• Center the blade frames and check to see that each one's pitch is equal, then—when you're assured that the hub glue is dry-remove the appropriate platform fastener nuts, install the twelve 3/4" conduit clips to capture the electrical metallic tubing, and retighten the fasteners against the clips. To prevent the blade frames from rotating on their longitudinal axis, lock them by screwing a No. 8 X 1/2" sheet metal screw into each tube through one of the clips. Then pass an 18-1/2' length of 3/32" cable through each blade frame so it protrudes from both ends, pierce the plastic leg tips, and slide them onto the tubing ends.
• Lay the four sheets of polyethylene or canvas on a flat surface and trim out the fabric blade sleeves, using our diagram as a guide. First fold and stitch the straight ends as shown, then fold each section lengthwise and double-stitch the joining edges. Turn each blade sleeve inside out to hide the seams.
• Bore a 1/4" hole crosswise through each forward blade platform (about 1-1/2" from the end), counterbore the rear edge 1" deep with a 3/4" bit, and install the 1/4" X 3-1/2" eyebolts. Make loops on each end of the blade tensioning cables, install the cable clamps, and fasten the turnbuckles to the cable loops by closing the eyes around them. Two turnbuckles then get attached to the 1/4" X 3-1/2" eyebolts, and the remaining two are fastened to the outermost carriage bolt stems on the rear blade platform with nuts and washers.
• Tension the turnbuckles so the leading edge of each blade frame just begins to arc slightly (don't overdo it!) and slip the fabric sleeves over the frames. Press two grommets into the end of each sleeve, positioning the holes about 5" apart.
• Use the shorter nylon ropes to connect the grommets directly opposite each other, then weave the longer ropes through the turnbuckle eyes to join the complementary blade sleeves. Tie the cords snugly, but don't overtighten them.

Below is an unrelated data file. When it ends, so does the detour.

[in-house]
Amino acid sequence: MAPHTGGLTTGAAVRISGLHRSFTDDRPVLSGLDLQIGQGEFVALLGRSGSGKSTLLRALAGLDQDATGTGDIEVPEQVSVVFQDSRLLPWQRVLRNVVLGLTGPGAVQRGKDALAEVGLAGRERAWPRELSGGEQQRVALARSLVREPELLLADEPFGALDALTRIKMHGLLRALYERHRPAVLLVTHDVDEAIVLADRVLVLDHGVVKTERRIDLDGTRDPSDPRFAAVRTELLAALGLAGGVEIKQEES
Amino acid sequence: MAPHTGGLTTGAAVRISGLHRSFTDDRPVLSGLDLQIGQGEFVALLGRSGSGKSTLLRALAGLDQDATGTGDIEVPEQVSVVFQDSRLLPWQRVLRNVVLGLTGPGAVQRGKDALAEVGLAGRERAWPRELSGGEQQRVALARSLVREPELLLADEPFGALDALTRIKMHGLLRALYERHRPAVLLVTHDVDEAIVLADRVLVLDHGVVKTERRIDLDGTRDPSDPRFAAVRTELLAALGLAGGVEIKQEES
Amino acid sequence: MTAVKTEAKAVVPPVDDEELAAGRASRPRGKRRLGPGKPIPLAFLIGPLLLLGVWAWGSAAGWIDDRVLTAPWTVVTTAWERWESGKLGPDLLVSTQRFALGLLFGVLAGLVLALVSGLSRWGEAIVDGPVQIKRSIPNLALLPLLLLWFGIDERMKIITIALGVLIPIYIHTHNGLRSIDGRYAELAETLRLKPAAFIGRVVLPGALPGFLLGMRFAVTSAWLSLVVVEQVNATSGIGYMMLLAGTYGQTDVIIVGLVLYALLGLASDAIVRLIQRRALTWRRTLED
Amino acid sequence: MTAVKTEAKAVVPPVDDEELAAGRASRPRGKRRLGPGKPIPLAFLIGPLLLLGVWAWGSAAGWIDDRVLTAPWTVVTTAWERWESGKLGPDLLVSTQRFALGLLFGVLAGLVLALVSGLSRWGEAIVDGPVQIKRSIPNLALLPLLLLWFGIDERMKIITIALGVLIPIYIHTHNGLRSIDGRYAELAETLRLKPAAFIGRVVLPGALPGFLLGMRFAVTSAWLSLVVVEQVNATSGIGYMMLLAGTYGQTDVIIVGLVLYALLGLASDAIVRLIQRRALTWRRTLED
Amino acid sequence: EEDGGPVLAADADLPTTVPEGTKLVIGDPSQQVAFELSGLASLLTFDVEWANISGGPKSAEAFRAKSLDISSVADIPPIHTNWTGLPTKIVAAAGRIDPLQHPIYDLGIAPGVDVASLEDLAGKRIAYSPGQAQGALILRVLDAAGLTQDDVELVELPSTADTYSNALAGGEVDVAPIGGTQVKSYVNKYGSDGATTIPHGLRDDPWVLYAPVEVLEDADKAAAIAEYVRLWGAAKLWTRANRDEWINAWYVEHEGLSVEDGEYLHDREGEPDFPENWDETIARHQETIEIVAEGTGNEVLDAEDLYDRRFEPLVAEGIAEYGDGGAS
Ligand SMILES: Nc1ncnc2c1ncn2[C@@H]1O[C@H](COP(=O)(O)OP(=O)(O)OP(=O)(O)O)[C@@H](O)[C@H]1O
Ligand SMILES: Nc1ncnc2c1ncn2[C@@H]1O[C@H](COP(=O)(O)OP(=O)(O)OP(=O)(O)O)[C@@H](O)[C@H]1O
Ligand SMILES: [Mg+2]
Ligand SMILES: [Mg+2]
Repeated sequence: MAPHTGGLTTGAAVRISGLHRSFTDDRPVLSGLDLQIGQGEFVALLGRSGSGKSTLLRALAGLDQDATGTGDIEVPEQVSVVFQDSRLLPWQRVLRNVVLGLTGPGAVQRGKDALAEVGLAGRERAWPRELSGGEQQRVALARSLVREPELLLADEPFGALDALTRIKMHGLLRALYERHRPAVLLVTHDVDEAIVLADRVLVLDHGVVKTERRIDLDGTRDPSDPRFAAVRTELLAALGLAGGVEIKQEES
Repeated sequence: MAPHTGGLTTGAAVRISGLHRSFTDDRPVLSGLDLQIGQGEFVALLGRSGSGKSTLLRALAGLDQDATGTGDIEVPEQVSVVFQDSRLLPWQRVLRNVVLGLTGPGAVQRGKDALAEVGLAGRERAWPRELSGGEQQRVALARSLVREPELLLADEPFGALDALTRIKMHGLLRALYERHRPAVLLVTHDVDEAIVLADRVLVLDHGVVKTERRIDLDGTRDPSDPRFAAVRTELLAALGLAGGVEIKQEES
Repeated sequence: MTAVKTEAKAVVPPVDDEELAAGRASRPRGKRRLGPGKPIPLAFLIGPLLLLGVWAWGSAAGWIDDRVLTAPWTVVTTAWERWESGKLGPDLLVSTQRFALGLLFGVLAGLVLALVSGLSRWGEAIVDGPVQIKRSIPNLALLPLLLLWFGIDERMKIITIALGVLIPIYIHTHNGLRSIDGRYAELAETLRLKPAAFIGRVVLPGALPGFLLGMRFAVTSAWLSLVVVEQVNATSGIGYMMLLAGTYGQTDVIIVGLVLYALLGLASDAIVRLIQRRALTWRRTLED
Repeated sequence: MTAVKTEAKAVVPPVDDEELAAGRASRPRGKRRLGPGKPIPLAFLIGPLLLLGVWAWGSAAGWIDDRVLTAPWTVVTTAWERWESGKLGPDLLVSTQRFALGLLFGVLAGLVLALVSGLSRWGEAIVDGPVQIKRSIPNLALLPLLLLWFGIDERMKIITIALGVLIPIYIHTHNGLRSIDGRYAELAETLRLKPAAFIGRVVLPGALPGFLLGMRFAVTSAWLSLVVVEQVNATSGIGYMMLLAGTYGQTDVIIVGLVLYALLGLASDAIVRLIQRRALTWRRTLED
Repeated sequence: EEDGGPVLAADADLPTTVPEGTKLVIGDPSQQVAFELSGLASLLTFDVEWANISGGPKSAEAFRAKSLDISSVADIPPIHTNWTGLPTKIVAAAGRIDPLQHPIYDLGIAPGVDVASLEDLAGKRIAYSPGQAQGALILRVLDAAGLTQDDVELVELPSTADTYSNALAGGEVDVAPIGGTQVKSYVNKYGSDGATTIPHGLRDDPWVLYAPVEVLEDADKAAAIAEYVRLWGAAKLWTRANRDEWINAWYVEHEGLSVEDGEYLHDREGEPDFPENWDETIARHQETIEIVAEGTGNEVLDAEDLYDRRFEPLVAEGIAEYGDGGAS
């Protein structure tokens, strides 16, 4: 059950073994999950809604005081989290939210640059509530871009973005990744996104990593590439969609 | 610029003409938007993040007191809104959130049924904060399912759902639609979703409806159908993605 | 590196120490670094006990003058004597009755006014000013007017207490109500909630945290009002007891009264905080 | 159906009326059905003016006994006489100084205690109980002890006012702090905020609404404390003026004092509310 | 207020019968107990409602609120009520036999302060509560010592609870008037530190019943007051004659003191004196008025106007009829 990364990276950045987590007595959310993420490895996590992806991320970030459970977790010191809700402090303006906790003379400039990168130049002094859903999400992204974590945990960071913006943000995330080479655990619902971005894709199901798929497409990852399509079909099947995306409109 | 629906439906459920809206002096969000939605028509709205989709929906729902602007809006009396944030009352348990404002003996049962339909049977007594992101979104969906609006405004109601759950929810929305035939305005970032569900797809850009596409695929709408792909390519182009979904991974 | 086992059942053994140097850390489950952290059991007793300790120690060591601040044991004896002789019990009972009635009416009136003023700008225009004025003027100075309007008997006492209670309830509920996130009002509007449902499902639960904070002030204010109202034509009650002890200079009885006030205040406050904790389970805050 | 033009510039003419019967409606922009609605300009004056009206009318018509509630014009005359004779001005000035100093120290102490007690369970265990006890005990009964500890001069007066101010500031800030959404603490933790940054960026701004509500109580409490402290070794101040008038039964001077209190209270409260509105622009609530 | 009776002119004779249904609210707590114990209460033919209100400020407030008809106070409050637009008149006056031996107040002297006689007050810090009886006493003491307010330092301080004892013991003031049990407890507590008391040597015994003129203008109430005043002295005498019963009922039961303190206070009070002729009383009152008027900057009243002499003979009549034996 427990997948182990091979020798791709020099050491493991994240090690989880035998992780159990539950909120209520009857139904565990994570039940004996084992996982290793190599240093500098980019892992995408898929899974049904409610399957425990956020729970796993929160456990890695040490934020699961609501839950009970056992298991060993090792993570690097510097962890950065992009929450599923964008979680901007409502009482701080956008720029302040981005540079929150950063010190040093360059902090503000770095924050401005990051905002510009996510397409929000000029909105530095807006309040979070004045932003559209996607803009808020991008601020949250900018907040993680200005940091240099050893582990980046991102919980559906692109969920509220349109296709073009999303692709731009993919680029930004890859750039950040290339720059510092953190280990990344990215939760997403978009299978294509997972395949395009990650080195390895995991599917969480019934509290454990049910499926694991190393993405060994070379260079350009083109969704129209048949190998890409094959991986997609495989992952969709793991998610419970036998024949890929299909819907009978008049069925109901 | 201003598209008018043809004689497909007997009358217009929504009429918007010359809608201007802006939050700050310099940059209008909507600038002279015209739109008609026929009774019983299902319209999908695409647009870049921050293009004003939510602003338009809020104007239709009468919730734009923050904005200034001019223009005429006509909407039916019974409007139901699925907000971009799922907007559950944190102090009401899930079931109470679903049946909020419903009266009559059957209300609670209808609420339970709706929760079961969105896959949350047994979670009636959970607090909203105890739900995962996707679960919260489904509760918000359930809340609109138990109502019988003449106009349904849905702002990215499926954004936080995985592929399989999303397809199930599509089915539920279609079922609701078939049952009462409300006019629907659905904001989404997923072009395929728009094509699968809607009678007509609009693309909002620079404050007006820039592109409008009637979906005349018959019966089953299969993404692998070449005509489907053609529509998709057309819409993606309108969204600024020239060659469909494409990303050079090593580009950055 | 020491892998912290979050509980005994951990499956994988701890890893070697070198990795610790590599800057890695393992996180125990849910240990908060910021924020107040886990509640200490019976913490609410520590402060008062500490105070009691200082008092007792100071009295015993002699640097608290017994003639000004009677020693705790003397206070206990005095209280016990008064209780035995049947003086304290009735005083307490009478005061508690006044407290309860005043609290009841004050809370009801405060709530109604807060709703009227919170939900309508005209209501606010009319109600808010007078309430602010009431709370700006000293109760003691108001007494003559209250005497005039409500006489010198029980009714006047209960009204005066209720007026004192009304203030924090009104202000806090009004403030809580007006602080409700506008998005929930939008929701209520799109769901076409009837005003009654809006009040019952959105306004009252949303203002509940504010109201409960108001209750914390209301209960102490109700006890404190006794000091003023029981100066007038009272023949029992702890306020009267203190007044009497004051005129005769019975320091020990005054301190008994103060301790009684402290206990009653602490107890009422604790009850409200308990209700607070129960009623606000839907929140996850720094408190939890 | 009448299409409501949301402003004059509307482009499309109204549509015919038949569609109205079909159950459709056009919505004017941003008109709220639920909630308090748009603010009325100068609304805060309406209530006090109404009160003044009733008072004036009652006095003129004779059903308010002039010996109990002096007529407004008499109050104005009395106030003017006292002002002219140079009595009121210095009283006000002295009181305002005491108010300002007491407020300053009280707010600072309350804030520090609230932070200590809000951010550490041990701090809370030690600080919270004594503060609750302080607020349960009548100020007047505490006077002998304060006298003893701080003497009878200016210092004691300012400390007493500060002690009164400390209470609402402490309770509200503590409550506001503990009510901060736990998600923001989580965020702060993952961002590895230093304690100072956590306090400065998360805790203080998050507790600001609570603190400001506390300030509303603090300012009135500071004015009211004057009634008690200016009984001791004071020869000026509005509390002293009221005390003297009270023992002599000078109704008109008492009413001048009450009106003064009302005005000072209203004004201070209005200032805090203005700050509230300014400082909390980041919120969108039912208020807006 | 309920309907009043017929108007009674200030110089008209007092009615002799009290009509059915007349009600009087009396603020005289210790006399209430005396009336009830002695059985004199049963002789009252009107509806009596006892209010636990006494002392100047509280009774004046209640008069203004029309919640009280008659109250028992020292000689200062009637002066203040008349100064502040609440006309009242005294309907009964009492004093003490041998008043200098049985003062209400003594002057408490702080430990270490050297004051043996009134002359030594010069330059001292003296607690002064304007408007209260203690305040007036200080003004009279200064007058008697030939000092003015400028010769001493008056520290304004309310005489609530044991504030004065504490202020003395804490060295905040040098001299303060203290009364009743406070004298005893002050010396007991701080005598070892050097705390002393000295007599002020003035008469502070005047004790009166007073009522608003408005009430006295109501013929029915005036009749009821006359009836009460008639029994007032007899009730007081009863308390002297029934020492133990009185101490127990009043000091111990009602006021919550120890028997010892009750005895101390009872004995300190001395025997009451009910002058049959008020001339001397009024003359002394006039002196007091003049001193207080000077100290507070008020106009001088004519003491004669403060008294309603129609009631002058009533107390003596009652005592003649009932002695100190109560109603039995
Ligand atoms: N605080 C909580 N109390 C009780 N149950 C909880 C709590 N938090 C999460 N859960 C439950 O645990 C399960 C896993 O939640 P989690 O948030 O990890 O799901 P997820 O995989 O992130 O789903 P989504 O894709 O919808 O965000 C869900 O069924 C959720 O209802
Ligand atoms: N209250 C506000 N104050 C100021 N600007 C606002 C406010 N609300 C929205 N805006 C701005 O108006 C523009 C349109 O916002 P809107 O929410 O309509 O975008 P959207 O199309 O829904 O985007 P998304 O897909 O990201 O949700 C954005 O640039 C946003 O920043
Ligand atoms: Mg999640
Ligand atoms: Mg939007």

• Cut a 5/8" X 9" disk from a scrap of plywood and bore a 3/8" hole through its center. Countersink the center slightly and attach the 3/8" X 5-1/2" threaded rod to the disk with two nuts and washers.
• Align the disk over the 6"-block nose supports and fasten it in place with the No. 10 X 2" flathead wood screws. Drill a 3/8" opening in the bottom of the salad bowl, thread double nuts onto the 3/8" rod, and lock the bowl in place with the final nut and a washer.
• When beginning the final assembly of the windplant, be sure to place the drive belt over the rotor shaft before installing the hub and blade assembly. and don't overtighten the belt. (Tension is adjusted by rotating the generator mast mount T as necessary.) Also, remember to fasten the generator wires to the conductor wires before mounting your windplant . . . and if you've chosen a canvas covering rather than a polyethylene one, you'll want to seal the fabric—as well as the metal parts—with a coat or two of paint.
The beauty of our Red Baron "trainer" windplant lies in its simple design and low cost . . . and that means it can serve the dual role of entrylevel generator and site monitor, and do so quite economically.
Of course, careful site selection is important, and the machine won't be functional where average annual wind velocities are less than 10 or 12 miles per hour. (Faced with an average windspeed of 7.31 mph, we did a lot of testing using a tower towed behind a truck.) But feel free to experiment with blade length and pitch to suit your circumstances . . . you may be surprised!
Remember that conditions can vary considerably even between neighboring sites, so choose your location carefully and be prepared to accept seasonal calms. Remember, too, that unless your site faces a sizable body of water, the plant should be mounted 20 or more feet above any obstructions . . . and at least several hundred feet away from them.